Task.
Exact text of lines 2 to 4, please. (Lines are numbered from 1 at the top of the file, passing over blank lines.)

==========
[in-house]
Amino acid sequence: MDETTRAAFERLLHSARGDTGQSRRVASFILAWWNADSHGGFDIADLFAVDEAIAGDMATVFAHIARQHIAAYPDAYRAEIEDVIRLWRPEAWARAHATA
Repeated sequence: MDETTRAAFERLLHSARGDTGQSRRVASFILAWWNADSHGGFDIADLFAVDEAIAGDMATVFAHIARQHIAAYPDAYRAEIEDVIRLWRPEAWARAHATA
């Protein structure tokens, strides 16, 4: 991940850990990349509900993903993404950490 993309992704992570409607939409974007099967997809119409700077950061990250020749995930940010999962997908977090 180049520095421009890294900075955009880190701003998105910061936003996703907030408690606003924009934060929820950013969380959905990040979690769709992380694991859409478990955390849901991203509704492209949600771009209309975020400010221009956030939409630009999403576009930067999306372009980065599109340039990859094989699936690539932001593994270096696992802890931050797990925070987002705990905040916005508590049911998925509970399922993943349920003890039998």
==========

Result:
Amino acid sequence: MDETTRAAFERLLHSARGDTGQSRRVASFILAWWNADSHGGFDIADLFAVDEAIAGDMATVFAHIARQHIAAYPDAYRAEIEDVIRLWRPEAWARAHATA
Repeated sequence: MDETTRAAFERLLHSARGDTGQSRRVASFILAWWNADSHGGFDIADLFAVDEAIAGDMATVFAHIARQHIAAYPDAYRAEIEDVIRLWRPEAWARAHATA
């Protein structure tokens, strides 16, 4: 991940850990990349509900993903993404950490 993309992704992570409607939409974007099967997809119409700077950061990250020749995930940010999962997908977090 180049520095421009890294900075955009880190701003998105910061936003996703907030408690606003924009934060929820950013969380959905990040979690769709992380694991859409478990955390849901991203509704492209949600771009209309975020400010221009956030939409630009999403576009930067999306372009980065599109340039990859094989699936690539932001593994270096696992802890931050797990925070987002705990905040916005508590049911998925509970399922993943349920003890039998």